The Royal Society and the Wellcome Trust are to merge their existing fellowships for junior principal investigators into a scheme intended to combine the benefits of both.
The Sir Henry Dale fellowship will combine the eight-year duration of the Royal Society's university research fellowship with the higher level of funding offered by the Wellcome Trust's five-year research career development fellowship.
Sir Mark Walport, director of the Wellcome Trust, said both organisations believed the scheme would be "among the best in the world" and expected others to emulate it.
Sir Paul Nurse, president of the Royal Society, said one aim of the move had been to obviate the need for university research Fellows to spend a lot of time applying for grants.
"We are (currently) making an assessment that they are excellent, but saying: 'Go out and write five applications for grants and good luck.' It just isn't efficient," he said.
"Having been a researcher of this sort myself, I know exactly what it is like; I would have jumped at a scheme like this."
Sir Mark said the Dale fellowships, named after the Nobel prizewinning Royal Society president and inaugural Wellcome Trust chair, would take the most talented researchers through "potentially the most creative parts of their career" when they needed "the time, the freedom and the resources to ask the really difficult questions".
The Fellows will also be offered mentoring, and Sir Paul said the Royal Society was contemplating a more general expansion of its mentoring programme for early-career researchers.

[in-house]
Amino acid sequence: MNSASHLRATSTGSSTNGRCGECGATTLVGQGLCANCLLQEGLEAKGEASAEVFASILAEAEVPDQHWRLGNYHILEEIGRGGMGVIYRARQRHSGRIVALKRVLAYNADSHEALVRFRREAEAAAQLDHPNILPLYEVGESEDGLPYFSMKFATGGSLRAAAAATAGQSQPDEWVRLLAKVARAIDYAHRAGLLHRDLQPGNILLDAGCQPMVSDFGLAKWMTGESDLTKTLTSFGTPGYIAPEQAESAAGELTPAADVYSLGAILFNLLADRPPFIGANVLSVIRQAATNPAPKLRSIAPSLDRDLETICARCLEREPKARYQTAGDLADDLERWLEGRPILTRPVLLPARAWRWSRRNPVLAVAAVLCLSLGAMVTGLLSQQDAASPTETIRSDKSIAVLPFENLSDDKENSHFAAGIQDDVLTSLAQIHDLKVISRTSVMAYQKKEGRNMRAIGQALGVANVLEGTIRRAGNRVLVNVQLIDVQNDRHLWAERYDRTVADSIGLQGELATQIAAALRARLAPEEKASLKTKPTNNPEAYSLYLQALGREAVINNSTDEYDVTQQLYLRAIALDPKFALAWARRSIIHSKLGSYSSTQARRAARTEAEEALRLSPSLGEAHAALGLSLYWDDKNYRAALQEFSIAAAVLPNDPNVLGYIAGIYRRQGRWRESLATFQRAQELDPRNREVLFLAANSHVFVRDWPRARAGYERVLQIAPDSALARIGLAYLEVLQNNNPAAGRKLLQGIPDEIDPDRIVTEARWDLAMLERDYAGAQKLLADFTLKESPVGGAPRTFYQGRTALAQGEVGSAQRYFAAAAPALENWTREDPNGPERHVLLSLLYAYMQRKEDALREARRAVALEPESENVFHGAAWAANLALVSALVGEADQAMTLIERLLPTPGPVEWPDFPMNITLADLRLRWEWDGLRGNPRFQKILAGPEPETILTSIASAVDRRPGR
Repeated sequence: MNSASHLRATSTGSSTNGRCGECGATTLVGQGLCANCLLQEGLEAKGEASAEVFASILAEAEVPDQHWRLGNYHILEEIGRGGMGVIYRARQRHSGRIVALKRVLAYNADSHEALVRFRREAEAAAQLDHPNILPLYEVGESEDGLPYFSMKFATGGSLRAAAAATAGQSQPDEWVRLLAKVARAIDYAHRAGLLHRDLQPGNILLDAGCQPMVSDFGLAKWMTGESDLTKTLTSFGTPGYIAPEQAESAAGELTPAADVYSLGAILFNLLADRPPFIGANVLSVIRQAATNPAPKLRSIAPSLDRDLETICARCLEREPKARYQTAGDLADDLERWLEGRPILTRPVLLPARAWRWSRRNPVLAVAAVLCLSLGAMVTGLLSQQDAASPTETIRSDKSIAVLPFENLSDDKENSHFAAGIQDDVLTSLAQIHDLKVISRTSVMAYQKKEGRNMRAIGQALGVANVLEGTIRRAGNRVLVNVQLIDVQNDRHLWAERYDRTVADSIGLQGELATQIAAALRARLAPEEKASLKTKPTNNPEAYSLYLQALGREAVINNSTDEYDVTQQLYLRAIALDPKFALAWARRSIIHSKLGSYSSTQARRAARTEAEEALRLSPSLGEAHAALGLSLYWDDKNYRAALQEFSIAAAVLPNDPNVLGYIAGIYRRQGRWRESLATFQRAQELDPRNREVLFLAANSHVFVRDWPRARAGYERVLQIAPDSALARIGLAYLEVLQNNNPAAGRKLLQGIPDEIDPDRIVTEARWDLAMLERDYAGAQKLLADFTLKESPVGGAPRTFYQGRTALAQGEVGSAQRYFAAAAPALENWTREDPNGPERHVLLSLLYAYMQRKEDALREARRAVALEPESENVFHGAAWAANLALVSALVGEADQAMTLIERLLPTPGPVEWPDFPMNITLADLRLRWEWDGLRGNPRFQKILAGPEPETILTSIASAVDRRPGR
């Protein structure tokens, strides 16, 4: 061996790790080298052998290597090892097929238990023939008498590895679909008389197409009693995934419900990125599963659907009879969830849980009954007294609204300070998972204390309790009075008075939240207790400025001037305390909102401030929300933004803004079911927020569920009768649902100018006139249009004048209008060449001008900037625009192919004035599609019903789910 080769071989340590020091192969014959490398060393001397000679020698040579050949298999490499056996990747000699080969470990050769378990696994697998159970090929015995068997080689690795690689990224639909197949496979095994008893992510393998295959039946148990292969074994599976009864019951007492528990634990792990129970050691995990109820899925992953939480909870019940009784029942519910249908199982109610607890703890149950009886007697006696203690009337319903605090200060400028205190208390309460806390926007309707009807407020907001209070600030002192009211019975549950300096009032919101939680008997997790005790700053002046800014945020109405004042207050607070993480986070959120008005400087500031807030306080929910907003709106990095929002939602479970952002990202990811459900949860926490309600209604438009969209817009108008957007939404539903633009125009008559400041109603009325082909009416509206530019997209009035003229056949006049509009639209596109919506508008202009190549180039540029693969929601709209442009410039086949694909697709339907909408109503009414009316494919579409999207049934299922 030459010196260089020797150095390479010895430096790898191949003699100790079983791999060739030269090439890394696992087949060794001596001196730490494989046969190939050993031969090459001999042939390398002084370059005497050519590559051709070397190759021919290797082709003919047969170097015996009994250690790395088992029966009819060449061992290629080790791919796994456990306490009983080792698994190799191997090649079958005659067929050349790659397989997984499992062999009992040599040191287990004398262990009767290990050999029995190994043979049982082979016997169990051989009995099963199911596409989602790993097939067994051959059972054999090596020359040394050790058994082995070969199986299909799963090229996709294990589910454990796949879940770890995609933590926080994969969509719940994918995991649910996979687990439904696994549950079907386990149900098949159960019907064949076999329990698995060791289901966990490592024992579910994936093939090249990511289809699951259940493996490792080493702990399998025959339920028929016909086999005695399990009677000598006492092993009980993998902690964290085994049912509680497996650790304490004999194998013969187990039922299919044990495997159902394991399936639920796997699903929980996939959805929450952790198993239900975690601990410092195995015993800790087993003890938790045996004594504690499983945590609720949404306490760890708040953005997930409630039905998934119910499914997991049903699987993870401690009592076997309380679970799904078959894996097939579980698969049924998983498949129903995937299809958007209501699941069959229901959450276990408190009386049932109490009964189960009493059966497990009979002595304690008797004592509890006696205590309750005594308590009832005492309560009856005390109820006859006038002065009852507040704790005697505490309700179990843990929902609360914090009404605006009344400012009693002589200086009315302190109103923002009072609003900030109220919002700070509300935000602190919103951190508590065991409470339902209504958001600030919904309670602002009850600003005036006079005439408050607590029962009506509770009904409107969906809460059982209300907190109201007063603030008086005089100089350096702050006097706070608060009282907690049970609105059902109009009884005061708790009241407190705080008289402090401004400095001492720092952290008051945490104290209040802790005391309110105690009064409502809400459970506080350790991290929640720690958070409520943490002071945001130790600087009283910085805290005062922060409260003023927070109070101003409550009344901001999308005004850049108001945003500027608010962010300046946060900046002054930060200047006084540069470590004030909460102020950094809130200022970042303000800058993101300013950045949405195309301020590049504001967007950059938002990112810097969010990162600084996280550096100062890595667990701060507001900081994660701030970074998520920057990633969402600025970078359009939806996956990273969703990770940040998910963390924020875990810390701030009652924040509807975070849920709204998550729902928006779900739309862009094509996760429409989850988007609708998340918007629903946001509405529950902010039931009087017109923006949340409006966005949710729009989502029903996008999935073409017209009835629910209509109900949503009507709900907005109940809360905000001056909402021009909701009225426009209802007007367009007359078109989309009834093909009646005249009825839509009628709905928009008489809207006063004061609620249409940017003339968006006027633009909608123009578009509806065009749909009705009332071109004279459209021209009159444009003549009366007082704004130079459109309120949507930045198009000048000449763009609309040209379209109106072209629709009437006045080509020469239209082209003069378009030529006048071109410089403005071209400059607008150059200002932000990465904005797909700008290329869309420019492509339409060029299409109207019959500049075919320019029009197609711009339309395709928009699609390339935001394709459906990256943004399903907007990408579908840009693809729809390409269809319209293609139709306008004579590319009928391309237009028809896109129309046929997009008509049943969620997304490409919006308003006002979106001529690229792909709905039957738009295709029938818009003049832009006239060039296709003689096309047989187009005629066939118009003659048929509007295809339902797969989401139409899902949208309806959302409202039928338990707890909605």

Both men insisted that the number of fellowships offered would not decline - and could increase.
Sir Mark said the "limiting factor" would be the quality of applicants - although he emphasised that the scheme would be extremely competitive.
Success rates for the Wellcome scheme vary, but the Royal Society awards just 40 university research fellowships a year at a success rate of less than 8 per cent.
Dale fellowships will only be available in biomedicine, but Sir Paul said discussions were ongoing with funders about setting up similar schemes in other scientific areas.
This week, the Royal Society is hosting a round-table discussion, convened by universities and science minister David Willetts, on the structure of scientific careers. It comes amid growing concerns about the mismatch between the number of scientists being trained and the academic positions available.
But Sir Paul said the Dale scheme was aimed at the few who were likely to remain in the academy, while Sir Mark expected Dale Fellows to be "snapped up" by universities around the world.
Dora Biro, a university research Fellow in the University of Oxford's department of zoology, said extra funding would make a "huge difference" to researchers in an expensive field such as biomedicine.
She cautioned that having a lucrative fellowship could count against applicants for permanent positions if selection committees were looking for a history of grant-application success. But she thought the prestige of winning a Dale fellowship would outweigh this negative.